Spring 2023 - REM 631 G100

Climate Change and Environmental Management (5)

Class Number: 2736

Delivery Method: In Person


  • Course Times + Location:

    Tu 12:30 PM – 2:20 PM
    RCB 8100, Burnaby

    Th 12:30 PM – 2:20 PM
    BLU 10021, Burnaby



Reviews how climate change is impacting multiple facets of earth system (e.g atmosphere, oceans, and freshwater systems). Examines challenges faced by environmental managers as they attempt to mitigate or adapt to these changes.


This course introduces students to physical processes that are either affected by climate change (e.g. sea level rise, extreme weather, fire) or may help to mitigate climate change (e.g., carbon cycling in forests and wetlands, new (green) and old (dams) infrastructure, geoengineering). By the end of this course, students will be able to consider the science behind these processes in a more in-depth manner, and to place their scientific understanding within the context of ecology, policy, economics, and culture.

My approach for each unit is to: (a) address the scientific basis of a problem exacerbated by climate change, (b) examine the natural and societal factors contributing to the problem, (c) identify potential impacts, (d) consider the portfolio of policy, planning, and engineering solutions that help to adapt, mitigate, or alleviate the problem. Students play a role in shaping the material we cover by actively contributing to discussions that improve their ability to comprehend, synthesize, and communicate ideas. Guest lecturers provide students with applied examples of how earth system issues are managed in a world with climate change.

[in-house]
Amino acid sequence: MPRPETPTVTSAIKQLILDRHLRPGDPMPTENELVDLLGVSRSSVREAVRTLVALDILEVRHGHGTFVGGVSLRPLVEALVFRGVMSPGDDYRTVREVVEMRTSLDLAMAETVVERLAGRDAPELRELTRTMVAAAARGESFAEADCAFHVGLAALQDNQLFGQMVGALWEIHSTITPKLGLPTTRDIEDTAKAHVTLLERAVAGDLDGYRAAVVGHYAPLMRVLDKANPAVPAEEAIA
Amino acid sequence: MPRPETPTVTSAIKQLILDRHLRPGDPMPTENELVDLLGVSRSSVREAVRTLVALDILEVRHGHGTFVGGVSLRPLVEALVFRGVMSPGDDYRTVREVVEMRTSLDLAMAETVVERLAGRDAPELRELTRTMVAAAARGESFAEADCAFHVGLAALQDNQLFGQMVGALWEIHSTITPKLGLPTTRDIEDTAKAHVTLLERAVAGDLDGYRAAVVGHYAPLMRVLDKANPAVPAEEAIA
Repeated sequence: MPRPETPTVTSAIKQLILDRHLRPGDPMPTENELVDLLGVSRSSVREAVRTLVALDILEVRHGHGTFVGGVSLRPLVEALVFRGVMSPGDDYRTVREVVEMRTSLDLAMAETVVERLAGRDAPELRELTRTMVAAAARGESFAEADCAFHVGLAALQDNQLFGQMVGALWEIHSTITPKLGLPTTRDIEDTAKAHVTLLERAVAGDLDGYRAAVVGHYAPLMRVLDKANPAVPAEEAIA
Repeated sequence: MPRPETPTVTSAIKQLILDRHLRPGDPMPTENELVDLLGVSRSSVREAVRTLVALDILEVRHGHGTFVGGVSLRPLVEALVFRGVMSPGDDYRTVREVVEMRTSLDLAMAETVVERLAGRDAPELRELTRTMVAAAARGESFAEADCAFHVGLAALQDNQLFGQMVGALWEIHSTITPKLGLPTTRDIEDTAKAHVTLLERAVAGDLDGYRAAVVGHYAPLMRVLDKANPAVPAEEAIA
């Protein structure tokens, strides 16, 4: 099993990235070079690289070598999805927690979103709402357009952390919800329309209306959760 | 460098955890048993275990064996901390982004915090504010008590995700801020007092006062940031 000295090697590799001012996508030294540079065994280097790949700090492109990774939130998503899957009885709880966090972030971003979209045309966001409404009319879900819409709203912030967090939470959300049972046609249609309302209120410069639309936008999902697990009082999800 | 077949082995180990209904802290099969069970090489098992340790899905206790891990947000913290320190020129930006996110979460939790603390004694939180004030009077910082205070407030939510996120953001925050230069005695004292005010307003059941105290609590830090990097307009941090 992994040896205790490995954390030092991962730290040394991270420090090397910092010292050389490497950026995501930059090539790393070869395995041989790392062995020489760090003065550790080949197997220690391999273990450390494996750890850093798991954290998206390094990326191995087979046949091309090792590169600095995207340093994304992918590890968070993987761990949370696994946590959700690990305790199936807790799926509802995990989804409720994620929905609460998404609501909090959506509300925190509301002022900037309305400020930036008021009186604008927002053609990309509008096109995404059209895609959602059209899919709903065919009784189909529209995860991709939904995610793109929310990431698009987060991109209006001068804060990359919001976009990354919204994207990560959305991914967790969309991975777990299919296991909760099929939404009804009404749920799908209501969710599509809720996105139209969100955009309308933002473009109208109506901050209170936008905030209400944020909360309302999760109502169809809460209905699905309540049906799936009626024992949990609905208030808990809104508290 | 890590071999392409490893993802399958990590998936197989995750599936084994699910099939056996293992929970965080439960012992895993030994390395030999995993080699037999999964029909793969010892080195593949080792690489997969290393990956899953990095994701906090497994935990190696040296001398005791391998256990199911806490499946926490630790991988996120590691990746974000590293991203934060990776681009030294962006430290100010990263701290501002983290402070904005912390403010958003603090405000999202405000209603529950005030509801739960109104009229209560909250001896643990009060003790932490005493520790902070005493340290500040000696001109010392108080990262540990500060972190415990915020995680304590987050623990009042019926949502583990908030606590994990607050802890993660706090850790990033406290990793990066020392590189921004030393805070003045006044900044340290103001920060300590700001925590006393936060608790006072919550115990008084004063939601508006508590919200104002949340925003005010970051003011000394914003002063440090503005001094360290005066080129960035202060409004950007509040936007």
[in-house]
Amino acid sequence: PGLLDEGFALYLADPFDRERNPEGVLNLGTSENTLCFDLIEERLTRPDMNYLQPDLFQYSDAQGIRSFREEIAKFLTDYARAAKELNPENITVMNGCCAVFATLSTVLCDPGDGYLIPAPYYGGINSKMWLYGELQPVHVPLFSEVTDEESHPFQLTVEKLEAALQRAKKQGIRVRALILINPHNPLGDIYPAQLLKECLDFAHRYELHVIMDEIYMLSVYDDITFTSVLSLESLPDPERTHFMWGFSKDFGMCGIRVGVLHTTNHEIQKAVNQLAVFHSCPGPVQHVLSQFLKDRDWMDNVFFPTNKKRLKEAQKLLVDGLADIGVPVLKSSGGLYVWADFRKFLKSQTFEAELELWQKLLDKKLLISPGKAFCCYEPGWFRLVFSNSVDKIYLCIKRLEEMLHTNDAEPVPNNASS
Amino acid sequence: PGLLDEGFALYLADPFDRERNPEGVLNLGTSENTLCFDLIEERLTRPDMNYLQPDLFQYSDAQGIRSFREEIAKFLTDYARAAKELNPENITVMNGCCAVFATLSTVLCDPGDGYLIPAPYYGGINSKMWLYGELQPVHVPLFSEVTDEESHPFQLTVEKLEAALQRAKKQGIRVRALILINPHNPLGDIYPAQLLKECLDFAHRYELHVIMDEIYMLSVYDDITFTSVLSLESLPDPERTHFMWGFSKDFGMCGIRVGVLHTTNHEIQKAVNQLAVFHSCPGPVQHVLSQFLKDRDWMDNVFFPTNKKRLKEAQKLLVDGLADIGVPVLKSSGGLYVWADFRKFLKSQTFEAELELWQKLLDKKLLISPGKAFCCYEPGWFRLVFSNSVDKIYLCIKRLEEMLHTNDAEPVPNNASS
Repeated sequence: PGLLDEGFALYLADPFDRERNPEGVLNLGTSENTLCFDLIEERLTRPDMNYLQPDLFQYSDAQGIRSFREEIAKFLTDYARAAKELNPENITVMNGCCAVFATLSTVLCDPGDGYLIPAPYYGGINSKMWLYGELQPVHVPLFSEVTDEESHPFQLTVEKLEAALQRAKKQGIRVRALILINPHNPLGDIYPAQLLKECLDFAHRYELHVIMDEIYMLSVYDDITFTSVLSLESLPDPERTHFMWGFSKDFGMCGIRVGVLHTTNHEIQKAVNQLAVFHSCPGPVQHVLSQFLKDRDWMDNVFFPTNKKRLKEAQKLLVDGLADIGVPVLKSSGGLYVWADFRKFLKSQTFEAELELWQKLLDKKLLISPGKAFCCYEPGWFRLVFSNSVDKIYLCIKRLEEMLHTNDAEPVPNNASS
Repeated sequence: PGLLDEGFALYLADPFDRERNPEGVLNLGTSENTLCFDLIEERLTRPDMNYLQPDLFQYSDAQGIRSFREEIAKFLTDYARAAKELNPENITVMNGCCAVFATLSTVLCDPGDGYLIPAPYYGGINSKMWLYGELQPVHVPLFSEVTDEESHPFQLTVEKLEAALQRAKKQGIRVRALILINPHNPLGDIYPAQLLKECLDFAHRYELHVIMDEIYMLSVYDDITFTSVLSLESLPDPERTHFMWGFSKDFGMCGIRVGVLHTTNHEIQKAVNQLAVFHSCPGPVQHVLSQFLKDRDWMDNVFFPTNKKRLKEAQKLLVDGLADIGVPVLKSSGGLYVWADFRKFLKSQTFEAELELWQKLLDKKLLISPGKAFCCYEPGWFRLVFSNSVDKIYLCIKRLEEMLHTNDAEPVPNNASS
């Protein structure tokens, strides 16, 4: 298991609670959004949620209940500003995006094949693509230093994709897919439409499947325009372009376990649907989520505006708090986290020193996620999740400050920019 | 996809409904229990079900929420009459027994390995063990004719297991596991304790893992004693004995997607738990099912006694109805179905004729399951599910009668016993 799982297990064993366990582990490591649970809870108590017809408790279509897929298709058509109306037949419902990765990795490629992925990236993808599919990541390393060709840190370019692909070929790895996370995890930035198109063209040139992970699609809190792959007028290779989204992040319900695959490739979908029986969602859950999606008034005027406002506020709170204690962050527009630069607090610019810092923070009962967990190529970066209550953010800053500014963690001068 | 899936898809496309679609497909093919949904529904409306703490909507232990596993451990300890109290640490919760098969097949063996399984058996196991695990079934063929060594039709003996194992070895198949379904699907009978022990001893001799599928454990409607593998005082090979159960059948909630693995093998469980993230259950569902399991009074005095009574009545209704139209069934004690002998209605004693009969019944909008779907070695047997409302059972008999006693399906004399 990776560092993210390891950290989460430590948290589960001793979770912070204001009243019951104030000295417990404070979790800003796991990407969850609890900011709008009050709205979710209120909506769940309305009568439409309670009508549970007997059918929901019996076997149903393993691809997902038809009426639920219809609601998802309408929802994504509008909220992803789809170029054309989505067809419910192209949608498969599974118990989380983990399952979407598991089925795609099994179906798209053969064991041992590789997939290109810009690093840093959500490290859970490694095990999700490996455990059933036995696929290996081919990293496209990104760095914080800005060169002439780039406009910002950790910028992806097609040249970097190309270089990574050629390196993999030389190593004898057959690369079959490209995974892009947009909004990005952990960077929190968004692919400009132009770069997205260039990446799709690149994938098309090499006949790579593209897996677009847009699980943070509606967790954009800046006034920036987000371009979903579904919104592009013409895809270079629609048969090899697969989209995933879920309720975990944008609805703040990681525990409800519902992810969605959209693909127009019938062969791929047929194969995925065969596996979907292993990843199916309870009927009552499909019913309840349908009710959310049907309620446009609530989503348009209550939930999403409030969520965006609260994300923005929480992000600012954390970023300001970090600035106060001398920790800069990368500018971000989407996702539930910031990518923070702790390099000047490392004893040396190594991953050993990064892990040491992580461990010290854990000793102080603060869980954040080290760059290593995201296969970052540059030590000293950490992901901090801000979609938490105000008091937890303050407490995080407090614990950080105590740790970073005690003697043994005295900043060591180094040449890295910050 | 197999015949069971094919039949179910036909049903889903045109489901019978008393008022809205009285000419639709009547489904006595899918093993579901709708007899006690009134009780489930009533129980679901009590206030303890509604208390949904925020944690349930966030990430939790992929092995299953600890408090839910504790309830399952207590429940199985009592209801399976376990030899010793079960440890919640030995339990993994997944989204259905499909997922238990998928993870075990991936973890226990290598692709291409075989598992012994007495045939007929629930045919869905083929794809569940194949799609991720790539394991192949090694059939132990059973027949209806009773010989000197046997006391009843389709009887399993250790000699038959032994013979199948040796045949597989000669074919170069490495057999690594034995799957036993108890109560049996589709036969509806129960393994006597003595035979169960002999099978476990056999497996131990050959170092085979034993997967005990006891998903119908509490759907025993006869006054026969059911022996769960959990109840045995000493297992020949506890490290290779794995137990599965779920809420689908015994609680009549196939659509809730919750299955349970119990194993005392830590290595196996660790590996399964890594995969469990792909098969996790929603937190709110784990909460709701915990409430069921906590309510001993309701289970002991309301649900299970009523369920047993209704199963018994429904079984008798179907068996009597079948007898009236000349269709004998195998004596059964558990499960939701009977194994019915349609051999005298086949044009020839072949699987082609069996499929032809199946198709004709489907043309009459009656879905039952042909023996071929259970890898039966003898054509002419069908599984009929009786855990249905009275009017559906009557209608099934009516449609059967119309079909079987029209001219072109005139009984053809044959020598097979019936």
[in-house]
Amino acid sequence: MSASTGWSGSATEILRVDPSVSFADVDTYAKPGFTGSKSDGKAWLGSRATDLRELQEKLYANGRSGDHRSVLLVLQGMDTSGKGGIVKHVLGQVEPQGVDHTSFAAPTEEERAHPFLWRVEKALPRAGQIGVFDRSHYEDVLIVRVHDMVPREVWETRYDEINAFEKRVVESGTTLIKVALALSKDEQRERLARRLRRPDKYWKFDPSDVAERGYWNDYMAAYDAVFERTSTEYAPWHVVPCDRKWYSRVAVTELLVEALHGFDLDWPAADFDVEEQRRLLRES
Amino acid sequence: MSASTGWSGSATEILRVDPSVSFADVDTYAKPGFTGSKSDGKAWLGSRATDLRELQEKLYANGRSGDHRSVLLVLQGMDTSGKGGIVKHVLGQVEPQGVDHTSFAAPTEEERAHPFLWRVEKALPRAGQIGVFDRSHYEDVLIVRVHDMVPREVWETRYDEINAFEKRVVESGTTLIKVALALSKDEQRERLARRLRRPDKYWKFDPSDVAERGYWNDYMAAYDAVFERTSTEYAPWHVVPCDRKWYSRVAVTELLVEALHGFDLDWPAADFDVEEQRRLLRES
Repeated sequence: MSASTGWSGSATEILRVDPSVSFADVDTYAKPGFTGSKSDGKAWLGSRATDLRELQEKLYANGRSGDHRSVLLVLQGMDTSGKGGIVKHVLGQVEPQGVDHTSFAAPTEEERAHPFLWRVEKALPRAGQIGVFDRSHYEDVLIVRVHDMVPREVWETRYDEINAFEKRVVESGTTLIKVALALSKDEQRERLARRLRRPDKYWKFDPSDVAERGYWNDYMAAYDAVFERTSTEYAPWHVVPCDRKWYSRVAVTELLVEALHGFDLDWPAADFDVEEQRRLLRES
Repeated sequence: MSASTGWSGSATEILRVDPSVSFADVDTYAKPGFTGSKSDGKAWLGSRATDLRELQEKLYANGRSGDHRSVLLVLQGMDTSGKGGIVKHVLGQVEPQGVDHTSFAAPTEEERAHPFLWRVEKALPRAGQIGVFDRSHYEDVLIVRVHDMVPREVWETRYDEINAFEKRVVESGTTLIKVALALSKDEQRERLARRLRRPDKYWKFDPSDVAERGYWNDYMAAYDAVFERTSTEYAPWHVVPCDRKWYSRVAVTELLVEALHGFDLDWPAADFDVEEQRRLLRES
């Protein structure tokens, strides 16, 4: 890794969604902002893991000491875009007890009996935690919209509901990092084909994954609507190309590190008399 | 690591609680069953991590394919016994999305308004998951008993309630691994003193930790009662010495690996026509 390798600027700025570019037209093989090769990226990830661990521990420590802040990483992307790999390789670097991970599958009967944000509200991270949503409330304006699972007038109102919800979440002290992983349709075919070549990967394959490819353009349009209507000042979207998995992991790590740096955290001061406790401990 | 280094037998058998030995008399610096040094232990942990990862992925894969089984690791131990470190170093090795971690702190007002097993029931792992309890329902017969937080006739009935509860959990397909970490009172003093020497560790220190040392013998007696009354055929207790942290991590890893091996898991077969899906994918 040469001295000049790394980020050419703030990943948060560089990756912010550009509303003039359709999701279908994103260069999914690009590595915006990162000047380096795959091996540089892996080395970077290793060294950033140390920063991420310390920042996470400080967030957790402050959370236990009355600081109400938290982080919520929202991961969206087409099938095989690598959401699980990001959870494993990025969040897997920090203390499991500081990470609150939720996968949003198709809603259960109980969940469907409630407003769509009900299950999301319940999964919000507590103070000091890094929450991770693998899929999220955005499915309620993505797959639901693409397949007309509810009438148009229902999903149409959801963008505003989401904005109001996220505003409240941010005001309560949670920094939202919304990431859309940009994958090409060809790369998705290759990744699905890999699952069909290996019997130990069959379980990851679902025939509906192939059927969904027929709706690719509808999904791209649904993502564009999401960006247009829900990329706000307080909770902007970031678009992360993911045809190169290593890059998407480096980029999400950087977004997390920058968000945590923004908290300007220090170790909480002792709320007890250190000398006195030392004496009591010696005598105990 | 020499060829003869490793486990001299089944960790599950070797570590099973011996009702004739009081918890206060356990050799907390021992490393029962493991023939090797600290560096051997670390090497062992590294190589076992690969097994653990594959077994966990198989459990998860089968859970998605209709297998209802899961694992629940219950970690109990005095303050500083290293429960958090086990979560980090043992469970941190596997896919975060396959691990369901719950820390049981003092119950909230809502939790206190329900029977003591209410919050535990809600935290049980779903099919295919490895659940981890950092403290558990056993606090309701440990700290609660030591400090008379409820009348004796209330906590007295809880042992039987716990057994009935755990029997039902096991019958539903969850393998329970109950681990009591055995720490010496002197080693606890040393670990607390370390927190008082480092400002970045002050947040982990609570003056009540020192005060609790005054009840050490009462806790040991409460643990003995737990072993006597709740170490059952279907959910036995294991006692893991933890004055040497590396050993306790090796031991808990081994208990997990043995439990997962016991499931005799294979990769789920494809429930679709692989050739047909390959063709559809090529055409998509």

1. To understand terminology, concepts, and current issues pertaining to environmental processes being affected by climate change
2. To access and critically assess the relevant peer-reviewed scientific literature
3. To develop an integrative and holistic approach to understanding the interactions between climate change, earth system processes, and how we manage them.
4. To communicate the importance of climate change and its links to environmental management clearly (through writing and presentation) to people from a range of backgrounds and disciplines.


  • Written Assignments 20%
  • Quizzes: 20%
  • In-Class Presentation of Literature Review 25%
  • Briefing Note 20%
  • Briefing Note Presentations 15%


Please note that this course combines both graduate and undergraduate students and that the grading scales, expectations, and marking criteria for graduate and undergraduate students are different.



All course materials will be made available on canvas.sfu.ca.


Your personalized Course Material list, including digital and physical textbooks, are available through the SFU Bookstore website by simply entering your Computing ID at: shop.sfu.ca/course-materials/my-personalized-course-materials.

Graduate Studies Notes:

Important dates and deadlines for graduate students are found here: http://www.sfu.ca/dean-gradstudies/current/important_dates/guidelines.html. The deadline to drop a course with a 100% refund is the end of week 2. The deadline to drop with no notation on your transcript is the end of week 3.

Registrar Notes:


SFU’s Academic Integrity website http://www.sfu.ca/students/academicintegrity.html is filled with information on what is meant by academic dishonesty, where you can find resources to help with your studies and the consequences of cheating. Check out the site for more information and videos that help explain the issues in plain English.

Each student is responsible for his or her conduct as it affects the university community. Academic dishonesty, in whatever form, is ultimately destructive of the values of the university. Furthermore, it is unfair and discouraging to the majority of students who pursue their studies honestly. Scholarly integrity is required of all members of the university. http://www.sfu.ca/policies/gazette/student/s10-01.html